CHARLESTON, W.Va. -- He's a campus favorite, a doctor of psychology, the beloved laid-back professor with the always-open door and a heartfelt concern for students.
A native of Buffalo, N.Y., James Spencer arrived at West Virginia State 30 years ago fresh from graduate school at Ohio State. The college got a double deal -- a psychology teacher and historian in one erudite package.
He wrote a history of the psychology department and is writing a biography of its founder, Francis Sumner, the first African-American to earn a psychology doctorate. An ongoing project traces the history of the lobotomy era in West Virginia.
He started the campus chapter of Psi Chi psychology honorary and chaired the psychology department for years. Every semester, he endears himself to students by volunteering to do whatever they ask of him in exchange for contributions to charity.
He retires in May at 58. Early, yes. But that all-important inner voice tells him it's time to go.
"I grew up in a suburb of Buffalo, N.Y., called Williamsville. My father was a mechanic. Ultimately, he worked for the Williamsville school system as head bus driver. He didn't just fix the buses, he planned the routes and that sort of thing.
"He was a mechanic in the Army. I wrote a Goldenseal piece about something he did after World War II as part of the Victory Loan Tour. My dad may have been one of the few people in the world who sat in a car owned by Hitler and a car owned by Franklin Roosevelt. He was stationed in Washington, D.C. during the war and claimed he serviced Roosevelt's car.
"This car they captured was one of Goering's cars. My dad was one of the people who went around with it after the war for the bond tour.
"I didn't just decide I wanted to be a teacher. It was one of those moments you have. It happened the first day I taught a class in graduate school at Ohio State in 1978. All my other friends who were doing that said how nervous they were. I walked into that classroom, and teaching seemed like the most natural thing in the world.
"My undergraduate degree was at Canisius College in Buffalo, a Jesuit school. As a sophomore, you had to decide on a major. I thought about what I liked. Animals have always been my first love. I think I have this memory. I was probably 5, and there was a wild rabbit, and we had an Irish setter, and I was afraid the dog was going to get the rabbit. I remember picking up this wild rabbit and moving it.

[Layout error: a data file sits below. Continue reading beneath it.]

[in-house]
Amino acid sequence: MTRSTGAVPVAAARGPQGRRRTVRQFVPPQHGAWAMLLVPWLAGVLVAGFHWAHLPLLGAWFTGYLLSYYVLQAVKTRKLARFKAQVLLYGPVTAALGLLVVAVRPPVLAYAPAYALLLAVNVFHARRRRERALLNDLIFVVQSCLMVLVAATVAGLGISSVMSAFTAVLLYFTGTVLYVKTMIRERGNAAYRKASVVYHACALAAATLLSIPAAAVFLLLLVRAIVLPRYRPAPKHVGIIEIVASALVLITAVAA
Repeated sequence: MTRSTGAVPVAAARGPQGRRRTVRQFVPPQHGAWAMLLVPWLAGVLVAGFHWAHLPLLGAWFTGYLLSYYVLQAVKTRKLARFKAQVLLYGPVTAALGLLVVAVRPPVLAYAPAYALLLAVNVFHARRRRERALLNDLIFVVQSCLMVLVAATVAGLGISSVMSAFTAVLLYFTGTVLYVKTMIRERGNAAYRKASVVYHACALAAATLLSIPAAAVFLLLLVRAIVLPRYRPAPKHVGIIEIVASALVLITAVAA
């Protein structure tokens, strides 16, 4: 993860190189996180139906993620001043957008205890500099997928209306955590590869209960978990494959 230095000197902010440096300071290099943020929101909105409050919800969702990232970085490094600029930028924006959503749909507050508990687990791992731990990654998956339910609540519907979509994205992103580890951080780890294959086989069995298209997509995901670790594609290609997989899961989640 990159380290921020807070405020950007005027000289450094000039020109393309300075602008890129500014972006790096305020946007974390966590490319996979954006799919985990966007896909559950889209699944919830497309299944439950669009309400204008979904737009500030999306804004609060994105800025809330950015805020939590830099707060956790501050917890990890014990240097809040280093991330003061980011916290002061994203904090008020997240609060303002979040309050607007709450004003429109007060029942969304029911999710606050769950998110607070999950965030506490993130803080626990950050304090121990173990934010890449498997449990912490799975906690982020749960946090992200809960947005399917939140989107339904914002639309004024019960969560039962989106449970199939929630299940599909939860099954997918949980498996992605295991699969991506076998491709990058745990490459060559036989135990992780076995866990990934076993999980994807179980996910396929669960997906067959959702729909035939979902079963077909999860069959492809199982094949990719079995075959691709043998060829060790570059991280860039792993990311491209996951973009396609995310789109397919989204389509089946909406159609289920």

"I didn't want to be a veterinarian. It was too personal. I decided on psychology. Psychology is the study of behavior and animal behavior is part of that.
"I ended up in graduate school at Ohio State studying animal behavior. It's called comparative psychology. I teach a class in it.
"The second year, you had an automatic teaching position if you wanted it. I needed to eat. And I'd thought about being a teacher. I'd done it informally as a kid. I remember teaching my best friend to do math problems. In third grade, my teacher let me correct other kids' tests. It seemed like the perfect fit for me.
"I taught five years at Ohio State as a graduate student, then I got the job here. I came to West Virginia on April 1, 1983, 30 years ago.
"See those three pictures up there? Those three gentlemen were instrumental in our department. The one in the middle is Herman Canady, father of the judge. That's Paul Crawford. He chaired the department from 1967 until 1987.
"The gentleman on the far left is Francis Sumner. I'm writing a biography of him. He was the first African-American to receive a Ph.D. in psychology. He founded the department here in 1921 and is considered the most eminent African-American psychologist ever.
"My advisor in grad school was a psycho-historian. He had just completed a history of Ohio State's psychology department. I was interested in psychology history.
"When I came here, the centennial of the school was coming up in 1991. I had the bright idea of doing a history of our department. I knew about Canady but not about Sumner. He was particularly interesting to me. I started working on a history of the school.
"After I became department chair in 1993, I didn't have time to do things like that anymore. When I revisited it 10 or 12 years ago, the Internet was available, and I had access to all this stuff unavailable to me before. I'm still putting it all together.
"I found out considerably more about Sumner. Despite his imminence, there was very little information about him here, so I had to patch everything together. I have it mostly done. He died at 58, my age.